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Hardware and


Members of the Education World Tech Team share their must-have tech tools for educators. What’s on your list?

Four years ago, we asked members of the Education World Tech Team to tell us about the hardware and software they considered essential to their teaching and/or professional lives outside the classroom. The responses were published in the article Learn to Accessorize: Hardware and Software Essentials. Recently, we wondered how many of the technology tools our experts identified in 2003 were essential in todays classrooms, and how many new tools our experts had added to the list. So once again, we asked our Tech Team: What hardware and/or software do you consider essential -- or invaluable -- for todays educator? This is what they said:


Weve all seen significant changes over the past four years, even in the rural corners of Northern California," Wally Fuller told us, but Im staying with the Macintosh platform; Apples commitment to innovation and education support is peerless. Since the majority of what I do is classroom oriented, Ill stay with what I know from experience.

Hardware and Accessories for the classroom teacher
Apple laptop computer with built-in camera and wireless connectivity (portability); SuperDrive (CD/DVD playing and recording); digital camera (publishing); thumb drive (quick storage and information transfer); printer (hard copies); projector (presentation).

Essential or Invaluable Software
Apples pre-installed software package provides the essentials for any classroom teacher (iLife and iWork). Beyond that I would add a grading program and mind mapping software (Inspiration)."

As I reread the Tech Team article from October 2003, I was interested to note the tech tools that have become classic, everyday tools for many of us, as well as the ones that have been replaced by newer, more powerful technologies," added Mary Kreul.

One tool that we still use quite often in the classroom is a 1 GB flash drive. We have a large bank of non-networked iMacs in our room, so students use the flash drive to move files between computers and to the computers that are connected to printers. Files also can be saved and then copied to the school server, so students can do their work on the networked computers in the PC computer lab. That procedure, although time consuming, works well when keypal letters have to be e-mailed from the teacher's ePals account, when students are contributing individual slides to a class PowerPoint presentation, and for backing up student work in assignment specific files.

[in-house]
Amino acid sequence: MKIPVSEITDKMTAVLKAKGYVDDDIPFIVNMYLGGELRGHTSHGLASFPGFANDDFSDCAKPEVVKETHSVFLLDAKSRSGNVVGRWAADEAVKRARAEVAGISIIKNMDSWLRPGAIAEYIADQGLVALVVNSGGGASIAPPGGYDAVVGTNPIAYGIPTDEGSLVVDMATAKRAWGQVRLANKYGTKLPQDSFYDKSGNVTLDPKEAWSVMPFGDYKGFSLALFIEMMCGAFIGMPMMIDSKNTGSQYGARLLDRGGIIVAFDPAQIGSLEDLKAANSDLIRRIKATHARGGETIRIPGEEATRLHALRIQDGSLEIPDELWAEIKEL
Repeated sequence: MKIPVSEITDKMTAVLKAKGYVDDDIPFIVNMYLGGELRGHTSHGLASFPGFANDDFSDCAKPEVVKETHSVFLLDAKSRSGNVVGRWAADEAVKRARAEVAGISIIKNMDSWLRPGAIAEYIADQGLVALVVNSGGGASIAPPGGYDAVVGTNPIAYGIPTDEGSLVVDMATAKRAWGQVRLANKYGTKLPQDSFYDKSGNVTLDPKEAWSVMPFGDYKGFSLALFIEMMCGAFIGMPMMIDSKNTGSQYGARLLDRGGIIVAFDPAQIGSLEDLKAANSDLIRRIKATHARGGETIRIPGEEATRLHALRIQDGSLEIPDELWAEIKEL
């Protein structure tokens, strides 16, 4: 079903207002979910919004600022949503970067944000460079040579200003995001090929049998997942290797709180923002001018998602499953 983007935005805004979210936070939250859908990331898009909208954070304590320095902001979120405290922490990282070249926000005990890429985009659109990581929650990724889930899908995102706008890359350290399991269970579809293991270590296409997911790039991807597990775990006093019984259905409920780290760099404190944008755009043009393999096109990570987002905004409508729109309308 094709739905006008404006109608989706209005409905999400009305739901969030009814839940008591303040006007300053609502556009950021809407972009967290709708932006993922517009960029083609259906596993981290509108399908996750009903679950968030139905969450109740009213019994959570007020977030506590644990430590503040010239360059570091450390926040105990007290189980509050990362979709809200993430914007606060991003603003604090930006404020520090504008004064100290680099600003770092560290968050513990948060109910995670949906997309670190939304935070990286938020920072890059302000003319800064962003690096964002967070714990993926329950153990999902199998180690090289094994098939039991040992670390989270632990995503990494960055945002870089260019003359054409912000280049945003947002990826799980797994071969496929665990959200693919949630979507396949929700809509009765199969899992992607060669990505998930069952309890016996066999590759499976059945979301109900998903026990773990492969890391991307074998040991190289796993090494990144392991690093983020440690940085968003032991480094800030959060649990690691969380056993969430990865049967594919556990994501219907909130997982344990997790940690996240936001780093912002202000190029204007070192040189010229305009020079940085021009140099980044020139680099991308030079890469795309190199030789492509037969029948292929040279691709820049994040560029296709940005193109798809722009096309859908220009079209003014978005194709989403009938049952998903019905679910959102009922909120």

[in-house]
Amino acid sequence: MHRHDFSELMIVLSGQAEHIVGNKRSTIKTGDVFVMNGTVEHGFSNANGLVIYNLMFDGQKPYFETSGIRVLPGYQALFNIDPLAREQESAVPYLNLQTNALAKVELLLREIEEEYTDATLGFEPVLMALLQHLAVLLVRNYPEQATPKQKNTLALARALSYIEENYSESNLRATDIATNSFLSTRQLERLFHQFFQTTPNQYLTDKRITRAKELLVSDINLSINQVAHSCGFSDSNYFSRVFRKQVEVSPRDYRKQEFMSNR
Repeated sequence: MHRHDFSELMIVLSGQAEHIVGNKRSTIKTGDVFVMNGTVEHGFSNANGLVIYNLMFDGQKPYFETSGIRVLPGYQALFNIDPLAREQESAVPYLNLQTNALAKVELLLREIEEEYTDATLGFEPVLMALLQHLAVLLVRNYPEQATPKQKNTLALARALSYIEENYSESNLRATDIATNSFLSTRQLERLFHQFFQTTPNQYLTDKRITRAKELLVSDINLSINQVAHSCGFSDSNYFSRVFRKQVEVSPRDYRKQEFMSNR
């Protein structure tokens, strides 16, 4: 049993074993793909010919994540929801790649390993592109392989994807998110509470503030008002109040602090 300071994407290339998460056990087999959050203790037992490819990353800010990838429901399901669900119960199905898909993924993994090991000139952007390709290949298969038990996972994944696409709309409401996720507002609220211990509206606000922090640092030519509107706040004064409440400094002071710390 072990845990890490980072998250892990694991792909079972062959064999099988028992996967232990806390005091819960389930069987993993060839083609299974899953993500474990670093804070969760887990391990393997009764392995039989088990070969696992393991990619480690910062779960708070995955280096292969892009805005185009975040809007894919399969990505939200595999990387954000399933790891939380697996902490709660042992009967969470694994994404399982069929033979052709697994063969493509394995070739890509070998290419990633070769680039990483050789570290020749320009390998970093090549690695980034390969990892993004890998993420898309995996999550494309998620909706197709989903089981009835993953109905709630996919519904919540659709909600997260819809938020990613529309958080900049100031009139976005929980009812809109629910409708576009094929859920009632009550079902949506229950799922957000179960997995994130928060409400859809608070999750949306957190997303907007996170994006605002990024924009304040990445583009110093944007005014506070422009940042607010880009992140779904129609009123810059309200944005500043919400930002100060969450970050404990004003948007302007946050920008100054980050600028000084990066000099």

I use my iPod shuffle to download podcasts to listen to while working or taking walks. Through podcasts downloaded from iTunes, I was able to virtually attend several sessions of last summer's NECC (National Educational Computing Conference) in Atlanta without leaving home.

We watch educational DVDs through our classroom computer, so a large screen monitor or other projection system is a necessity. However, our school still has VHS tapes that coordinate with the curriculum, so a dual system for playing DVDs and VHS tapes is needed.

In the past, Ive purchased versions of AppleWorks or Office for basic word processing and other professional and personal needs. Although those two software packages are still on my computer, I often use NeoOffice, which is a free, open source version of Open Office. The price is right and the software looks and acts much like traditional software packages.

Digital cameras -- both still and video -- still are a must for personal and educational use. Today, digital cameras are packed with memory and have become much easier to use. Photoshop Elements is an inexpensive photo editing tool, but many computers and Web sites now come with free editing tools, such as iPhoto on Macs, or Google's Picasa.

Print Shop by Software MacKiev is still my top pick for creating cards, signs, and banners, but now you and your students also can make newsletters, labels, booklets, business cards, gift tags, name tags, calendars, online greetings, and more.

Personally, I couldn't live without my iBook laptop. I networked my home computer system with a router and an AirPort card, so I can use the laptop in any room or in the yard. If I can do that, anyone can! I also can take the laptop to conferences, on trips, and to school -- and I can jump on free networks anywhere theyre offered. It still amazes me that you can be connected almost anywhere you take a laptop -- but due to that ability, people need to make choices as to when, where, and how often they want to be connected -- and when it's better to be disconnected!"